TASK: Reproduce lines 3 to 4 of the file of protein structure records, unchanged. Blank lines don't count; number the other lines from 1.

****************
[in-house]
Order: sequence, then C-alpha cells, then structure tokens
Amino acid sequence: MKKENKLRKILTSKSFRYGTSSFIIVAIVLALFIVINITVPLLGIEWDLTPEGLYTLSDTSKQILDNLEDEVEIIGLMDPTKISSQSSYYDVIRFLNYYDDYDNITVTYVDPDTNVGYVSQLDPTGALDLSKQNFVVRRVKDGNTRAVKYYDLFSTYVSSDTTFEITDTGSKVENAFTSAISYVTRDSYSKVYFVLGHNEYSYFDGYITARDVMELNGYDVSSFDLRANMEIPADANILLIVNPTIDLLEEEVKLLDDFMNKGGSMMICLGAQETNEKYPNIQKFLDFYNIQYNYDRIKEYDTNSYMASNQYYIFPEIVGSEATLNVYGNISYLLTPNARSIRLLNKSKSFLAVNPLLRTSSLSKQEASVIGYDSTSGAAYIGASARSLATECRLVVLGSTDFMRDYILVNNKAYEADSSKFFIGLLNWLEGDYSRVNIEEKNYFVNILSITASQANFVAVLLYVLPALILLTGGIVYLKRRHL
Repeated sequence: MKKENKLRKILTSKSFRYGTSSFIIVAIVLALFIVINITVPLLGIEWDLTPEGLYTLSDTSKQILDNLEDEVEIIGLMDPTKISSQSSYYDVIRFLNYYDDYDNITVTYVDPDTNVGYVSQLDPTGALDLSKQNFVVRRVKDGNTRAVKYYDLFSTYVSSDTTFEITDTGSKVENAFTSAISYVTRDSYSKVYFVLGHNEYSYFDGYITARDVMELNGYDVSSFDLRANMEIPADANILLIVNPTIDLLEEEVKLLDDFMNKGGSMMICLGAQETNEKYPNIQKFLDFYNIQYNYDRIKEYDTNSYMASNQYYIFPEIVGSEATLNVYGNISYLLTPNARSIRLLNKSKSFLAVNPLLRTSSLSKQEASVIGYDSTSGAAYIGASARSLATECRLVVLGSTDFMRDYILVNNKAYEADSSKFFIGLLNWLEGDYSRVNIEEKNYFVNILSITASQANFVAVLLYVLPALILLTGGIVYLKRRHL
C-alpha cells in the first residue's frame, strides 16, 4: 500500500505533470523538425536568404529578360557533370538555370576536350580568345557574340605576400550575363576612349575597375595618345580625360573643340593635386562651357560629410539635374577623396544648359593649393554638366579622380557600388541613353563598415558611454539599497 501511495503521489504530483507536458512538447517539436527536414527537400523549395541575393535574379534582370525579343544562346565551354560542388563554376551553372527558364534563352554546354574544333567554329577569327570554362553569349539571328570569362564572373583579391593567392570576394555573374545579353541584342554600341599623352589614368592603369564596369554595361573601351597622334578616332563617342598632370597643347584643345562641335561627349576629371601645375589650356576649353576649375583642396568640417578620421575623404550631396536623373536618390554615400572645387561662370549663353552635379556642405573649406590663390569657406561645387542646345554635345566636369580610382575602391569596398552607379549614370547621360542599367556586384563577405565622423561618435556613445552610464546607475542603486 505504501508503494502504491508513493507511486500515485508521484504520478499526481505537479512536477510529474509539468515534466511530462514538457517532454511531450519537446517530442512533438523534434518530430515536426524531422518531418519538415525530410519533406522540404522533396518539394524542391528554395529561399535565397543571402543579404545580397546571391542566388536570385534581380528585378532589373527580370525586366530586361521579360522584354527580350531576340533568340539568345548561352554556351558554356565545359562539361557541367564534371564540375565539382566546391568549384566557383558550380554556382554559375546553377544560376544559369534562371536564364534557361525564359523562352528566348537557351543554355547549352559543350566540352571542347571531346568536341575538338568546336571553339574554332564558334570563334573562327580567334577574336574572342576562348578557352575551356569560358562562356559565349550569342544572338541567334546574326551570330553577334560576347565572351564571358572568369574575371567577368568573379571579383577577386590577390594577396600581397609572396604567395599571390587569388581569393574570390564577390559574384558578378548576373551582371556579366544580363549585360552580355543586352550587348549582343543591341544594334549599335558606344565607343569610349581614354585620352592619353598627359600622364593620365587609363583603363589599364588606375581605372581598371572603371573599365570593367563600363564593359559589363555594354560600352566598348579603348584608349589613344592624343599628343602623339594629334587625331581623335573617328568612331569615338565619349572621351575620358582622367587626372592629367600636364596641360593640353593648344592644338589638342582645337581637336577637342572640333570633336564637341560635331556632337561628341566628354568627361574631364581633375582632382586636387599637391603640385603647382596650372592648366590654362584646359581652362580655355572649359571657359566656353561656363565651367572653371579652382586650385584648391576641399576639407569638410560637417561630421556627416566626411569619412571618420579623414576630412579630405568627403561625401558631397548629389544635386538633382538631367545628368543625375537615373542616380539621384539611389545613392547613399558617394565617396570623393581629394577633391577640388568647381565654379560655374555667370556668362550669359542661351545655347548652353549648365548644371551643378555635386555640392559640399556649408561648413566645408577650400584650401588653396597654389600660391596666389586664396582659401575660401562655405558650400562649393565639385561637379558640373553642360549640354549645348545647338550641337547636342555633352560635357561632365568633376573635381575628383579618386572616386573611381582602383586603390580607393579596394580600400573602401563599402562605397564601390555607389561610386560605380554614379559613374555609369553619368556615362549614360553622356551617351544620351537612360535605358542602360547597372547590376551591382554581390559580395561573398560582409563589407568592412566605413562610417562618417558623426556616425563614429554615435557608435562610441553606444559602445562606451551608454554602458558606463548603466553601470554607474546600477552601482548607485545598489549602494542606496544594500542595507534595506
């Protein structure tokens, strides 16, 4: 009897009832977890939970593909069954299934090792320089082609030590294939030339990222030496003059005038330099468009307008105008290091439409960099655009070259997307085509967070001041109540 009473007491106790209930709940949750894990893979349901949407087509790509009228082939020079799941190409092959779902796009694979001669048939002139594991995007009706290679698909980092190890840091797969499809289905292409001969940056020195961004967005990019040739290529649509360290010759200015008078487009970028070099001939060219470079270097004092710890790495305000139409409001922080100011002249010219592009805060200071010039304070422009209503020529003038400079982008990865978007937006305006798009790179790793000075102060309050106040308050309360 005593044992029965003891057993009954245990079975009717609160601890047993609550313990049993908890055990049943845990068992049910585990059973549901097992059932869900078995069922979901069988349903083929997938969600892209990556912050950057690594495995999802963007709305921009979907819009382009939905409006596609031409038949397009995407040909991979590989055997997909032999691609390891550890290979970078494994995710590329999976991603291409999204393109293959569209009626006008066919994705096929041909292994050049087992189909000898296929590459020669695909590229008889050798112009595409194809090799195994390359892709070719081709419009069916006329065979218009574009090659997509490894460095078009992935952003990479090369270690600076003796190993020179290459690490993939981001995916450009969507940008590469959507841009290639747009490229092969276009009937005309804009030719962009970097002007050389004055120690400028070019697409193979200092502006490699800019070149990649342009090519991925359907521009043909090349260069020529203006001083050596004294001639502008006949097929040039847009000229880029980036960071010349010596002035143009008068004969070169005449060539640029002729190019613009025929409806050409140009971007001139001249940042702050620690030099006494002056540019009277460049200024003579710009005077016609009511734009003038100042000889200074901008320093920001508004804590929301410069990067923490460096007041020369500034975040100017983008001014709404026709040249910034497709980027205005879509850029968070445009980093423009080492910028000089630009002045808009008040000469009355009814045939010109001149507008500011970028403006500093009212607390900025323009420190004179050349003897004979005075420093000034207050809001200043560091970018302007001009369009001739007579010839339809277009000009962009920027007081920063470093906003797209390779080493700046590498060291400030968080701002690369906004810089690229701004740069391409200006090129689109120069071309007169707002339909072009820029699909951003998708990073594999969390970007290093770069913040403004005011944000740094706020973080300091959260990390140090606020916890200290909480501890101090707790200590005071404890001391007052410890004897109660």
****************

Amino acid sequence: MKKENKLRKILTSKSFRYGTSSFIIVAIVLALFIVINITVPLLGIEWDLTPEGLYTLSDTSKQILDNLEDEVEIIGLMDPTKISSQSSYYDVIRFLNYYDDYDNITVTYVDPDTNVGYVSQLDPTGALDLSKQNFVVRRVKDGNTRAVKYYDLFSTYVSSDTTFEITDTGSKVENAFTSAISYVTRDSYSKVYFVLGHNEYSYFDGYITARDVMELNGYDVSSFDLRANMEIPADANILLIVNPTIDLLEEEVKLLDDFMNKGGSMMICLGAQETNEKYPNIQKFLDFYNIQYNYDRIKEYDTNSYMASNQYYIFPEIVGSEATLNVYGNISYLLTPNARSIRLLNKSKSFLAVNPLLRTSSLSKQEASVIGYDSTSGAAYIGASARSLATECRLVVLGSTDFMRDYILVNNKAYEADSSKFFIGLLNWLEGDYSRVNIEEKNYFVNILSITASQANFVAVLLYVLPALILLTGGIVYLKRRHL
Repeated sequence: MKKENKLRKILTSKSFRYGTSSFIIVAIVLALFIVINITVPLLGIEWDLTPEGLYTLSDTSKQILDNLEDEVEIIGLMDPTKISSQSSYYDVIRFLNYYDDYDNITVTYVDPDTNVGYVSQLDPTGALDLSKQNFVVRRVKDGNTRAVKYYDLFSTYVSSDTTFEITDTGSKVENAFTSAISYVTRDSYSKVYFVLGHNEYSYFDGYITARDVMELNGYDVSSFDLRANMEIPADANILLIVNPTIDLLEEEVKLLDDFMNKGGSMMICLGAQETNEKYPNIQKFLDFYNIQYNYDRIKEYDTNSYMASNQYYIFPEIVGSEATLNVYGNISYLLTPNARSIRLLNKSKSFLAVNPLLRTSSLSKQEASVIGYDSTSGAAYIGASARSLATECRLVVLGSTDFMRDYILVNNKAYEADSSKFFIGLLNWLEGDYSRVNIEEKNYFVNILSITASQANFVAVLLYVLPALILLTGGIVYLKRRHL